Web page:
Urho isn’t going to stop working or something though, and DX11/GL3.3 are still fine for new indie games, but they’re getting obsolete quickly, same with the single-threaded internals.


#32

FYI: Lua’s development was largely funded by Petrobras, a very large state-owned oil company.


#33

I still believe democracy could work if it’s well organised and has clearly defined rules that everyone abides by. What I suggest is:

  • Contributors submit their proposed changes/updates to the engine in some form (maybe pull requests)
  • Have a voting system, where any user can vote for/against the change. We could have the vote of the core developers be worth more than other users, but every user is invested in the engine and should have the right to vote. The vote should be open for a limited period of time (say 2 weeks).
  • Have a moderator (for a lack of committed leader), who, even if s/he only works part time, can regularly check the voting system and bring in the positively voted or reject the down voted pull requests

#34

One issue with this, though, is that you’ll get proposals for a lot of cool stuff, stuff that’s fun/interesting to work on, and no proposals for the boring stuff. Plenty of folks want to write a GI solution; almost nobody wants to maintain script bindings, or write shader variations for 3 different APIs. Sometimes, you need a boss to make sure the icky stuff gets done.


#35

Or you need to make certain “heroic” one-off efforts so that there isn’t any icky stuff anymore :slight_smile: Easier said than done, though, and some things like multi platform support and the build system is never going to become just simple and beautiful, I believe.


#36

That depends on person, myself I find platform stuff and build system stuff fascinating.


#37

This is your lucky day, then, because as it so happens Urho3D could use a build system maintainer!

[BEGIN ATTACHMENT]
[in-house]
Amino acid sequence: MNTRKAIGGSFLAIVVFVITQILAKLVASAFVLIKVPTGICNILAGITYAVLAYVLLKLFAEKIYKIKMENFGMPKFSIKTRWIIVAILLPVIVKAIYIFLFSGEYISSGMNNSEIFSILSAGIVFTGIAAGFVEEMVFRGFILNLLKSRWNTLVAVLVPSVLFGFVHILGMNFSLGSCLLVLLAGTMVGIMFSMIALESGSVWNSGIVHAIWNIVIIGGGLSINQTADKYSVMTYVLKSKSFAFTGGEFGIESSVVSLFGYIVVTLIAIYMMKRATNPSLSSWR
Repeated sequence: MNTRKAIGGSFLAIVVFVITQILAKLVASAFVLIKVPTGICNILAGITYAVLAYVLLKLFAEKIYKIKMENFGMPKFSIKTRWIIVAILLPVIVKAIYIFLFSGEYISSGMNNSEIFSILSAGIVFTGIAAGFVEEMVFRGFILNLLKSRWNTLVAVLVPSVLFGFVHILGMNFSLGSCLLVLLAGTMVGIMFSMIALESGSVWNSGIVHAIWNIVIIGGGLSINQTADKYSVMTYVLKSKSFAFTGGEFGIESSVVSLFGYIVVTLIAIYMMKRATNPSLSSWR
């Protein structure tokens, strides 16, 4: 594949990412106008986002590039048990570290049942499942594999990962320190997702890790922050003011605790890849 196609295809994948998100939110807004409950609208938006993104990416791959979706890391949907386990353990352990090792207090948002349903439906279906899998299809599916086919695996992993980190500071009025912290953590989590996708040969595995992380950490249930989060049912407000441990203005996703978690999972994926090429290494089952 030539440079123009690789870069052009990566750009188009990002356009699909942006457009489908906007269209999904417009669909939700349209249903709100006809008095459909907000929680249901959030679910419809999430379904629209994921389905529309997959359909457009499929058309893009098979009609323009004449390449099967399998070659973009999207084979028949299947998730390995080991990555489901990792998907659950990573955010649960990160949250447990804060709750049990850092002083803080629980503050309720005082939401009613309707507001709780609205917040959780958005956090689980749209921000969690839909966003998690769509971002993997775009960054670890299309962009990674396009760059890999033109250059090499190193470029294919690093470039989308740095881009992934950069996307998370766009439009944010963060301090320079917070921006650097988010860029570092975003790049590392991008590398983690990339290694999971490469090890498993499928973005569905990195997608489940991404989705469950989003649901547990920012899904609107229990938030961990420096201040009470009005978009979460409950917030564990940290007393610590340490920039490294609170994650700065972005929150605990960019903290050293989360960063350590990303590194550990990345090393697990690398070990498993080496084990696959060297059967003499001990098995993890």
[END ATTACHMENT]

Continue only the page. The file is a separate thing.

#38

I thought Wei did that, is he not? BTW, I think it is much easier

to find low level development / build system people than actual

engine architects and game designers.


#39

Build system is easy, after someone shows you the way. And don’t count on me keep staying with the project. The project needs new blood.


#40

That’s true, and funnily enough GI is certainly one of the most desired features too, yet nobody seems to be contributing that anytime soon although @Lumak did some stuff already.
I say let’s get rid of manual scripts (and some platforms) and use a shader transpiler… the fact is a lot of the ‘icky’ stuff in Urho simply doesn’t have much reason to exist. Insisting on keeping the ‘icky’ stuff while that drives away possible contributors is not reasonable imho. I don’t think we need a boss to make sure the icky stuff gets done, we need a boss to get rid of the icky stuff altogether :wink:.
We have to face the reality that there simply isn’t enough manpower to maintain the current featureset with the current quality standards. It doesn’t look like that’s going to change soon, but I think that if Urho gets rid of a little bit of the dead weight perhaps it can keep going a bit further.
And… RebelFork Ftw! :trolleybus: